What Happens When a Lake Trout Survives a Sea Lamprey Attack?
Study will help fishery managers understand more about Great Lakes lake trout populations


Tyler Firkus.

Credit: Marie Zhuikov, Wisconsin Sea Grant


Lake trout broodstock at the UWSP Northern Aquaculture Demonstration Facility.

Credit: UWSP NADF


The business end of a sea lamprey.

Credit: U.S. Environmental Protection Agency

October 13, 2016

By Marie Zhuikov

Despite close attention by fishery managers, the lake trout population in the Wisconsin waters of Lake Superior has been declining in the past decade or so. Recently, this led to emergency limits on the number of lake trout that can be harvested by anglers and commercial and tribal fishermen in Wisconsin waters of the lake.

In an effort to get a better handle on population stressors so that more accurate fishing quotas can be set, fishery managers are looking at a variety of factors that might stress this important population. One of those things are attacks by sea lamprey – the eely vampire of the fisheries world.

Although the number of lake trout deaths by lamprey rank behind those from commercial fishing, natural causes and angling, it is estimated that more than 50 percent of lake trout attacked by lamprey survive. It’s long been assumed that lamprey-attack survivors suffer from impaired growth and reproduction rates, but this has never been studied in the lab.

Tyler Firkus, a fish and wildlife Ph.D. candidate at Michigan State University (MSU), plans to change that. However, first he has a few obstacles to overcome for this unique project. For instance: how to catch lamprey that are in the relatively short feeding stage of their life cycle, how to keep the lamprey alive until they can be introduced to lake trout, and how to expose the trout to lamprey parasitism just long enough so that it’s not lethal.

“It’s a major project with a lot of moving parts,” Firkus said. “There’s different hurdles and different things that keep popping up because nobody’s ever done this before.”

Of the various types of lake trout, Firkus is studying the siscowets (the fat ones) and lean lake trout. They were chosen for the study for comparison purposes. “There’s some evidence that the siscowet are more prone to parasitism from lamprey and they might actually be buffering the lean lake trout from parasitism,” Firkus said.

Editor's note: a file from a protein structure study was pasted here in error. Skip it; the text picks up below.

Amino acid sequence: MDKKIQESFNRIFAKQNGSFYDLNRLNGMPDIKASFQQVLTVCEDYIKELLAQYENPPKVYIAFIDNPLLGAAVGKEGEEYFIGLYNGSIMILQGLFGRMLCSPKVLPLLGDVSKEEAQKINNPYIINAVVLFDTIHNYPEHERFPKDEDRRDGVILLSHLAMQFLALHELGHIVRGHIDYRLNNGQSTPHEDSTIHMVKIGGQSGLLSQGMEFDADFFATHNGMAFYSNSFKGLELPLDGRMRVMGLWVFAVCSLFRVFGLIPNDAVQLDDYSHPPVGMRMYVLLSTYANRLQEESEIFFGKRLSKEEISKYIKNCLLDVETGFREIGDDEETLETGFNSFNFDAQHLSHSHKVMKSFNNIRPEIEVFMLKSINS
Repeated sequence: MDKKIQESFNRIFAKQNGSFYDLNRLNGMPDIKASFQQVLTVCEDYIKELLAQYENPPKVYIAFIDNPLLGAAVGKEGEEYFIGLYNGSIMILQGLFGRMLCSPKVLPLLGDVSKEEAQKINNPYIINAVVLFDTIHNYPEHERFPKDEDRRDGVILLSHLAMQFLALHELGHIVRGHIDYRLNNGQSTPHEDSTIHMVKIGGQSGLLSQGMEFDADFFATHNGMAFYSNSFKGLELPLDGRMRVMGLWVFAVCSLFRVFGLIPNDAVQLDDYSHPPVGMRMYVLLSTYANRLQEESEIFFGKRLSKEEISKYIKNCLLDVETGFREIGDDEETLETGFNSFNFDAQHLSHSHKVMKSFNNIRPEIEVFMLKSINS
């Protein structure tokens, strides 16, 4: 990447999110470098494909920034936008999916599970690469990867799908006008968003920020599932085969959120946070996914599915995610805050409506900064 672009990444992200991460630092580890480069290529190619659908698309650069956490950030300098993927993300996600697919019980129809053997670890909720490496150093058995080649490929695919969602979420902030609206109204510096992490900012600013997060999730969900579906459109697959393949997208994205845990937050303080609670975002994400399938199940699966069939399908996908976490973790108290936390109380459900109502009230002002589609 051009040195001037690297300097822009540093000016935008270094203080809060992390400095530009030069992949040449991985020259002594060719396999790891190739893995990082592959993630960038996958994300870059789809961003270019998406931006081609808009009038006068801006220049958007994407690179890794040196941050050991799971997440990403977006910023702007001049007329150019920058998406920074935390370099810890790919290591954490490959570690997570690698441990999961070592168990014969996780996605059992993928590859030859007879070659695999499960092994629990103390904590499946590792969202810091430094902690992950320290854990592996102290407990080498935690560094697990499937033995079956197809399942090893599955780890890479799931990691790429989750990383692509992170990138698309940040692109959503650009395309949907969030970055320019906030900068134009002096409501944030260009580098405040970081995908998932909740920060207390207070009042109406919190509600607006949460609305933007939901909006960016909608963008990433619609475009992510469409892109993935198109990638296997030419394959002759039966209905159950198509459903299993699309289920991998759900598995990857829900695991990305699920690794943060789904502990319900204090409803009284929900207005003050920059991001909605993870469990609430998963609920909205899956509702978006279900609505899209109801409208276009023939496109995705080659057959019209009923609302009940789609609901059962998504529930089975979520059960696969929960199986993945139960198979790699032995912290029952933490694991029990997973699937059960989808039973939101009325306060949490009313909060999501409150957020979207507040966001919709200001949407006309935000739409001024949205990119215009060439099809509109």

Why lamprey seem to prefer siscowets could be because lamprey like their fattier taste, or because they live in the same deepwater habitat that feeding lamprey prefer, or it could just be a numbers game because there are more siscowets in Lake Superior than there are lean lake trout, by a ratio of 15:1 (based on 2006-2011 data).

Firkus is conducting his research at the University of Wisconsin-Stevens Point Northern Aquaculture Demonstration Facility (UWSP NADF), a Wisconsin Sea Grant partner organization located in Red Cliff, Wis. The facility currently holds a mature broodstock of both trout types from previous research projects. The UWSP NADF is the only facility in the world that has domestically reared siscowets available. Firkus is just beginning what he suspects will be a four- to six-year project.

As for catching the lamprey, Firkus is getting help from commercial fishermen in the Bayfield area and from the Hammond Bay Biological Station in Michigan, which specializes in lamprey collection and research. So far, he has about 20 lamprey in their feeding stage, with hopes of capturing 30 to 40 total.

As for exposing the lamprey to the research fish, Firkus plans to do this is in a controlled manner, with one lamprey parasitizing one lake trout per tank. For scientific comparison, other lake trout will go into tanks without lamprey.

“We want to look at the sublethal effects of parasitism, “Firkus said. “If the lamprey parasitize longer than five days, it’s likely that the lake trout will die. We will remove the lamprey around three or four days to avoid mortality.”

After the lamprey are removed, he plans to study a number of physical parameters of the fish over the long term. These include growth, reproduction and immune response. He will divide his time between UWSP NADF and MSU depending on whether he needs to collect data, process data or teach.

“The data will be an important tool to refine current physiological and bioenergetics models to better predict how sublethal sea lamprey attacks can affect the lake trout population,” said Greg Fischer, UWSP NADF operations manager. “The information will be vital for proper management strategies in all the Great Lakes.”

Funding for the project is coming from the Great Lakes Fishery Commission. Project leaders are Cheryl Murphy, Michigan State University; Fischer, UWSP NADF; Rick Goetz, National Oceanic and Atmospheric Administration Northwest Fisheries Science Center; and Shawn Sitar, Michigan Department of Natural Resources Marquette Fisheries Research Station.






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